Seoul: A City of Contradictions and Surprises
Founded 600 years ago by the Joseon dynasty, Seoul has a truly Asian heart. The seventh largest city in the world, the dynamic capital of South Korea is a bewitching mix of ancient and modern. A cutting-edge cityscape of glass, steel and concrete skyscrapers tower over traditional wooden houses with tiled roofs and a maze of cobbled alleys in distinct, village-like districts. High-tech electronic equipment, neon signs clamouring for attention and glittering designer stores lie around the corner from night markets, ancient palaces and temples.
Across the Han River the modern city is dominated by Korea’s World Trade Centre. Even the island, Yeouido, in the middle of the Han River, is densely packed with high-rise buildings; this is also the base for the Korean National Assembly. People still visit traditional tea houses, the five elegant palaces host cultural performances, and the extensive museums and successful contemporary Korean cinema with historic, cultural themes keep the ancient past alive.
Although 11 million people live in this city, it’s a safe and friendly place. Its people are one of its best assets; they may be somewhat shy but Seoulites are kind, helpful and polite.
Although influenced by nearby Japan (Seoul is often dubbed the ‘new Tokyo’), Korea has a unique culture. Korea Sparkling, its new global tourism brand, hints at the nation’s vibrancy, concentrated in its buzzing capital, one of the economic powerhouses of Asia. And, underneath the pulsing sociability and industriousness that infuse this bustling city is a strong Buddhist tradition that gives Seoul its soul.
At first glance, Seoul appears to be a sprawling concrete mass of high-rise apartments and modern buildings interspersed with historical treasures. But on closer inspection, the city can be divided into numerous smaller districts with their own distinct character.
Encircled by mountains, the city fathers have made a concerted effort in recent years to clean and green this thriving, prosperous city, also ensuring that the mushrooming of gleaming skyscrapers has not meant the neglect or destruction of centuries-old palaces and shrines. The result is a bustling, but organised city, filled with fascination, where old and new co-exist. Interspersed through the urban landscape are several lush, green parks, the most central being Namsan Park, encompassing the mountain of the same name just to the south of downtown Seoul.
A great deal of the credit for the well-ordered urban planning of Seoul can be given to the ancient Joseon Dynasty, which used great foresight when crafting the city into a capital during the 14th century.
The old Joseon Dynasty city, with its central main palace, is now the traditional downtown heart of Seoul where many of the most popular sights and markets are to be found. One of the most popular areas for visitors to explore is Insa-dong, filled with antique shops, art galleries, traditional teahouses, restaurants and bookshops.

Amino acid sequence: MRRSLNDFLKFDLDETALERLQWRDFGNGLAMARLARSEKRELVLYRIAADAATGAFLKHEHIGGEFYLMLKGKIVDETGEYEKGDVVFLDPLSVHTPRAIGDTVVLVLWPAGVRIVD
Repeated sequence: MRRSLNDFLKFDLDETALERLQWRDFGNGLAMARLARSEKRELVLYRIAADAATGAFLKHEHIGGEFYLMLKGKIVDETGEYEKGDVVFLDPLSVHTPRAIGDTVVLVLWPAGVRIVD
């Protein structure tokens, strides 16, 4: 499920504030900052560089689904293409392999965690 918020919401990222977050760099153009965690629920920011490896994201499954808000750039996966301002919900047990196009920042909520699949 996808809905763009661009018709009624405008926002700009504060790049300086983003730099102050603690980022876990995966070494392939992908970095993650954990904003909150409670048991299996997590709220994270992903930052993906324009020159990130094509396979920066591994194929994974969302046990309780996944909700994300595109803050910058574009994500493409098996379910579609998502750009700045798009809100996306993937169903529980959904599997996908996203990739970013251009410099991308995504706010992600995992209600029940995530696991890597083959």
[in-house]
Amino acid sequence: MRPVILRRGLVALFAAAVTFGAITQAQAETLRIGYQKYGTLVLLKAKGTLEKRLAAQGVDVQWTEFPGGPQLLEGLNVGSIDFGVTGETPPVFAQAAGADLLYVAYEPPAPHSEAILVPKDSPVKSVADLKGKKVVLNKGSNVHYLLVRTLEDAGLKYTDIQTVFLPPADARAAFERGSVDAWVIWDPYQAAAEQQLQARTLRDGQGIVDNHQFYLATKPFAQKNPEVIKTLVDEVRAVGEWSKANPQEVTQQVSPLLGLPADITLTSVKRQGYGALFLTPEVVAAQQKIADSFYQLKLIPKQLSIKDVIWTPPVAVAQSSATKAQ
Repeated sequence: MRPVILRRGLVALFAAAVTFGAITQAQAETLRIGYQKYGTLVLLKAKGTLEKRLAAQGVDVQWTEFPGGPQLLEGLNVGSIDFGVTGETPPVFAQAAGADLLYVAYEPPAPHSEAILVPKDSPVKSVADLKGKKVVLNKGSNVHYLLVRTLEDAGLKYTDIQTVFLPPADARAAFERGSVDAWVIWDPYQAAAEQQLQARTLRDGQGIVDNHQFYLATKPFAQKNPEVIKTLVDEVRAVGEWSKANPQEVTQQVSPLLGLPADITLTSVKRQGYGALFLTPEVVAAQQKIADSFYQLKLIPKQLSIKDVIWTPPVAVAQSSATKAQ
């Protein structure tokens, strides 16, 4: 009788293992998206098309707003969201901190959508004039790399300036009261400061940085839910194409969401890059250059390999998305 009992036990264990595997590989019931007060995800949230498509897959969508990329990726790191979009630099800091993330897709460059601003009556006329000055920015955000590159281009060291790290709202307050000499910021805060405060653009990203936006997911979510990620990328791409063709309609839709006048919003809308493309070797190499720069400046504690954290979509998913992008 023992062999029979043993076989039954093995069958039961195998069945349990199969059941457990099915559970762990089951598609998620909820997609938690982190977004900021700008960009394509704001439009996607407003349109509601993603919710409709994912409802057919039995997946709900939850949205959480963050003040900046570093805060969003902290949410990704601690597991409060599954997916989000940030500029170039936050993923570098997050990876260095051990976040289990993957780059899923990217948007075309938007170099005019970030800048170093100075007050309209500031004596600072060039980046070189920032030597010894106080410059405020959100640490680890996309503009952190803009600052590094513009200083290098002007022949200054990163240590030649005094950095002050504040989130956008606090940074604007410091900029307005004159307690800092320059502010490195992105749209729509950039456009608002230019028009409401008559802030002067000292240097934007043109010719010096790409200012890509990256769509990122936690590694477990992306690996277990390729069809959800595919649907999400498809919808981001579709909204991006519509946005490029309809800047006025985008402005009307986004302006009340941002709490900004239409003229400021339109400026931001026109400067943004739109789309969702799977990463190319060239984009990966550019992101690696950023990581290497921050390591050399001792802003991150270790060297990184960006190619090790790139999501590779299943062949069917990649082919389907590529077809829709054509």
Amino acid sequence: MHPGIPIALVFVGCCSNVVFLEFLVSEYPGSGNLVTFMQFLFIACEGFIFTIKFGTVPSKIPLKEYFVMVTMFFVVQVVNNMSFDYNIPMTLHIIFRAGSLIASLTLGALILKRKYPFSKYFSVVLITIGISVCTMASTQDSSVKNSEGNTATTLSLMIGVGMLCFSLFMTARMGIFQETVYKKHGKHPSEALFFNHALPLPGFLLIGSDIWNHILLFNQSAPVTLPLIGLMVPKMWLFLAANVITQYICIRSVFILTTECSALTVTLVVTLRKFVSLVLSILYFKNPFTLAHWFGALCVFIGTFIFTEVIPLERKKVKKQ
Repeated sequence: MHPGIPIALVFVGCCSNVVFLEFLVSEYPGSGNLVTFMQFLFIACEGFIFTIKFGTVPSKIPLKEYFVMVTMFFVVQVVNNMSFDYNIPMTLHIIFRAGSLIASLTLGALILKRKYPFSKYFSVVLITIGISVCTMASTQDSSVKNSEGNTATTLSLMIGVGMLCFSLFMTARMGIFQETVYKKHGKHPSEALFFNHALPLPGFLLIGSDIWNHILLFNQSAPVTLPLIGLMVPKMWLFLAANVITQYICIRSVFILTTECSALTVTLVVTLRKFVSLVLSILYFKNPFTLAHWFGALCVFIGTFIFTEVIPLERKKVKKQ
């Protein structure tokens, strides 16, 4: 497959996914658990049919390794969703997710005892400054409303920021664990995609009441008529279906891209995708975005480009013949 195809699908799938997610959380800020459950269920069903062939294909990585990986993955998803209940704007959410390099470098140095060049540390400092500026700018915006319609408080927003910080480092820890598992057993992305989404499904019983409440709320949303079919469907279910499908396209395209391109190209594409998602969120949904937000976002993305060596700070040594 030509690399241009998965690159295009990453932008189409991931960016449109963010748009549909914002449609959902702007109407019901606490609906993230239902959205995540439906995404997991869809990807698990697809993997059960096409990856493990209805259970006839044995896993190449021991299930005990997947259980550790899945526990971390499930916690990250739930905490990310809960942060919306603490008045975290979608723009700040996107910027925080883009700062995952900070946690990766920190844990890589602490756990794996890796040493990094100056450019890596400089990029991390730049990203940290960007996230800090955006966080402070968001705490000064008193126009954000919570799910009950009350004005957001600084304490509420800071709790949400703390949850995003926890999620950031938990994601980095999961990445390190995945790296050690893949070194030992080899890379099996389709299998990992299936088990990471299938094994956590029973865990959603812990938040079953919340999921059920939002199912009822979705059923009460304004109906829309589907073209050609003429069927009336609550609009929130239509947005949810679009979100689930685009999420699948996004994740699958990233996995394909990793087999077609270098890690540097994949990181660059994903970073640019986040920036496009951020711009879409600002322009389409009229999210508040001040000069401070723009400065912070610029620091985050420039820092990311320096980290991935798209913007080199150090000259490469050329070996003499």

TV scenes of thousands of red-wearing fans going crazy over their national team during the 2002 FIFA World Cup is an image which has helped convince a global audience that South Korea is in fact, a fun place to go, a place with dazzling cities, friendly people and a beautiful, mystical countryside.
Until relatively recently, Korea was an insular place, existing under dynastic rule for centuries. However, the 35-year Japanese occupation from 1910, the split of the peninsula after WWII and the subsequent Korean War shattered all that. Difficult times have however made the Koreans a resilient lot, succeeding economically while still holding onto their unique traditions and fascinating culture.
Korea is rich with fortresses, temples and palaces, many of them UNESCO World Heritage sites. In addition, the peninsula it shares with the Democratic People’s Republic of Korea (North Korea’s official name) is one of the most mountainous regions in the world, and Korea also has a significant beach-dotted coastline.
You will find that Seoul offers visitors an array of colourful cultural experiences – the charm of the city lies in its contradictions and surprises.
Did You Know?
- The name of Seoul comes from the ancient word “Seorabeol” or “Seobeol,” meaning “capital”.
- Seoul first appears in history in 18 BC, when the Baekje, one of the Three Korean Kingdoms, established its capital Wiryeseong in what is now south-east Seoul. Modern Seoul descends from the Goryeo-era city of Namgyeong, which then became the capital of Korea during the Joseon dynasty.
- The city “brand is “Hi Seoul”. The name combines the greeting “Hi” with the name of the city “Seoul,” and aims to convey a friendly image of Seoul to the global community and promote harmony and unity among Seoul citizens. Since “hi” is a homophone of “high,” the brand offers a new vision for Seoul and reflects the city’s commitment to making Seoul one of the world’s leading cities.
- One-fifth of South Korea’s population resides in Seoul.
- The daily English newspapers in Seoul are The Seoul Times and The Korea Times
How to Get Here
There are two international airports that serve Seoul. Gimpo International Airport, formerly in Gimpo but annexed to Seoul in 1963, was the only international airport for Seoul since its original construction during the Korean War.
Upon opening in March 2001, Seoul Incheon International Airport (ICN) on Yeongjong island in Incheon changed the role of Gimpo Airport significantly. Incheon is now responsible for almost all international flights and some domestic flights, while Gimpo serves only domestic flights with the exception of flights to Tokyo International Airport (Haneda) in Tokyo and Hongqiao Airport in Shanghai. Meanwhile, Incheon International Airport has become, along with Hong Kong and Singapore, a major transportation centre for East Asia.